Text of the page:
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Understanding attachment theory can enhance flexible and responsive strategies to guide your practice with all children, says Anne O'Connor.

Let the children take on a new identity with fun dressing-up activities from Alice Sharp.

Child dental care should begin with the first tooth and parties are a fun way to encourage it, says Viv Hampshire.

Children who have suffered a lack of care and nurture at a young age can benefit from special attention in an early years setting, says Anne O'Connor.

Seeing a young boy do something considered feminine provokes some extended thinking about traditional gender roles and stereotypes. Anne O'Connor explores the issues in practice.

Young children may tell untruths because they want them to be true, and adults can help by modelling desirable behaviour, says Annette Rawstrone.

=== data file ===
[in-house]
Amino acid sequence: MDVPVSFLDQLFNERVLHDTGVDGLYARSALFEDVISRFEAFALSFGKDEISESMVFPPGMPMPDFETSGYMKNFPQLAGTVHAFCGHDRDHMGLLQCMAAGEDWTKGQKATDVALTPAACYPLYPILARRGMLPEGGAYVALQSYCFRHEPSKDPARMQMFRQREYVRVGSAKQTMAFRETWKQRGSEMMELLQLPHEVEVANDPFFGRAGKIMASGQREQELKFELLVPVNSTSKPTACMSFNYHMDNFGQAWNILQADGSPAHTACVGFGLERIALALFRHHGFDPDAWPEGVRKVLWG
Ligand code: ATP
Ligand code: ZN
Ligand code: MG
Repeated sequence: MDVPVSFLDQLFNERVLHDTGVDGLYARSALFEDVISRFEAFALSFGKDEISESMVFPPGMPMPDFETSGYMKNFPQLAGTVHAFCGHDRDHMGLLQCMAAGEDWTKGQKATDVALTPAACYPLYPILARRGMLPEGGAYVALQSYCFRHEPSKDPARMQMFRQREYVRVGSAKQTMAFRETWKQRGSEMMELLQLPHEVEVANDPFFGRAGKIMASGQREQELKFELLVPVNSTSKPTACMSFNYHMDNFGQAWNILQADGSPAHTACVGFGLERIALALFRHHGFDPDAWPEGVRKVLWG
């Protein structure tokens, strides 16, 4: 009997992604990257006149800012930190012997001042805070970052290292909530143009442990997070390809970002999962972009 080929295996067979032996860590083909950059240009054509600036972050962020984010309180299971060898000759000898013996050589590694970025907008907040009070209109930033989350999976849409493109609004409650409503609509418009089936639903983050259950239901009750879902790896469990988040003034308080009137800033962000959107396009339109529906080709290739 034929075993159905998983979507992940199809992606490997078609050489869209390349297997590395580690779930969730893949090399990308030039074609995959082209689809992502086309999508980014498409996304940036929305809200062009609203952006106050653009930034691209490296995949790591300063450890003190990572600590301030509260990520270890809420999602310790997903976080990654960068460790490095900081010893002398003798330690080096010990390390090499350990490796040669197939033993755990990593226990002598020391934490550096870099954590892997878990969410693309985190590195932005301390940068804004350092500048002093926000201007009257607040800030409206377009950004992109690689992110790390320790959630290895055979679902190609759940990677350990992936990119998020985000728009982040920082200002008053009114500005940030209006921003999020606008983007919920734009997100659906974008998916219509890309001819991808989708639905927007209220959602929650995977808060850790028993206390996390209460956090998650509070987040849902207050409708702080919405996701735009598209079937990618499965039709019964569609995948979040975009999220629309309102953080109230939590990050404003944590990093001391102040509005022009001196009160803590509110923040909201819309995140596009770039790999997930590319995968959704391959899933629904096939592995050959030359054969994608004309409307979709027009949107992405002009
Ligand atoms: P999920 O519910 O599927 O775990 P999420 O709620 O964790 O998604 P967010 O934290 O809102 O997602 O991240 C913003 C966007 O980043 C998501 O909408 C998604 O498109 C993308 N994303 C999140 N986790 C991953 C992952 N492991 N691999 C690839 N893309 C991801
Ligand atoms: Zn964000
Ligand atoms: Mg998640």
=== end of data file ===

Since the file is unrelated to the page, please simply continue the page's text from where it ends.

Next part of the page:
Practitioners should be alert to children in their care who may lack the sense of secure attachment they need for emotional development, and offer their families whatever support they can, says Anne O'Connor.

A child's ability to grow emotionally, make relationships with others and learn effectively can depend on the sense of safety and confidence they derive from having a secure attachment in infancy, says Anne O'Connor

While attachment in theory remains controversial, practitioners need to understand it in order to deliver the EYFS, explains early years consultant Anne O'Connor.

What is 'spirituality' and how do early years practitioners promote it in young children? Marion Dowling offers suggestions